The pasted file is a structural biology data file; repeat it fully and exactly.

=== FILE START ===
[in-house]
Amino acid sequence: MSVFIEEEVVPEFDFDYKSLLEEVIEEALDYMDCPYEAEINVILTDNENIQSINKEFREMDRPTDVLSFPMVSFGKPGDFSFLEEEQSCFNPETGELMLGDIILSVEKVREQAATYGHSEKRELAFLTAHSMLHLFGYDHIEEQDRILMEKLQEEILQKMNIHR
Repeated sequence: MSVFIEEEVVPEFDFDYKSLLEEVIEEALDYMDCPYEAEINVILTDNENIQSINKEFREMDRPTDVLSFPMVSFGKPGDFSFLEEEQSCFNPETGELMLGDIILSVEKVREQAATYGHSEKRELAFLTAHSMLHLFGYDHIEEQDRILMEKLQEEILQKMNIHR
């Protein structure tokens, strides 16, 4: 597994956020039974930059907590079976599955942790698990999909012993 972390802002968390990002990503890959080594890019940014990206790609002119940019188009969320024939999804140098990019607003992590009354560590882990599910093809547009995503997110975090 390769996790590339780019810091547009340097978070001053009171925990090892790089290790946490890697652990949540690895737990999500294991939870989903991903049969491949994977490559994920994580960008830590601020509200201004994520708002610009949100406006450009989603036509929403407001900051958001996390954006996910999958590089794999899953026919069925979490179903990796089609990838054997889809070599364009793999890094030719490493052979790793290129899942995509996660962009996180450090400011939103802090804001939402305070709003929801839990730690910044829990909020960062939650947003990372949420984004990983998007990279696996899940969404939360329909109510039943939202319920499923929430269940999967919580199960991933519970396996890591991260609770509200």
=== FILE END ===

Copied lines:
[in-house]
Amino acid sequence: MSVFIEEEVVPEFDFDYKSLLEEVIEEALDYMDCPYEAEINVILTDNENIQSINKEFREMDRPTDVLSFPMVSFGKPGDFSFLEEEQSCFNPETGELMLGDIILSVEKVREQAATYGHSEKRELAFLTAHSMLHLFGYDHIEEQDRILMEKLQEEILQKMNIHR
Repeated sequence: MSVFIEEEVVPEFDFDYKSLLEEVIEEALDYMDCPYEAEINVILTDNENIQSINKEFREMDRPTDVLSFPMVSFGKPGDFSFLEEEQSCFNPETGELMLGDIILSVEKVREQAATYGHSEKRELAFLTAHSMLHLFGYDHIEEQDRILMEKLQEEILQKMNIHR
């Protein structure tokens, strides 16, 4: 597994956020039974930059907590079976599955942790698990999909012993 972390802002968390990002990503890959080594890019940014990206790609002119940019188009969320024939999804140098990019607003992590009354560590882990599910093809547009995503997110975090 390769996790590339780019810091547009340097978070001053009171925990090892790089290790946490890697652990949540690895737990999500294991939870989903991903049969491949994977490559994920994580960008830590601020509200201004994520708002610009949100406006450009989603036509929403407001900051958001996390954006996910999958590089794999899953026919069925979490179903990796089609990838054997889809070599364009793999890094030719490493052979790793290129899942995509996660962009996180450090400011939103802090804001939402305070709003929801839990730690910044829990909020960062939650947003990372949420984004990983998007990279696996899940969404939360329909109510039943939202319920499923929430269940999967919580199960991933519970396996890591991260609770509200």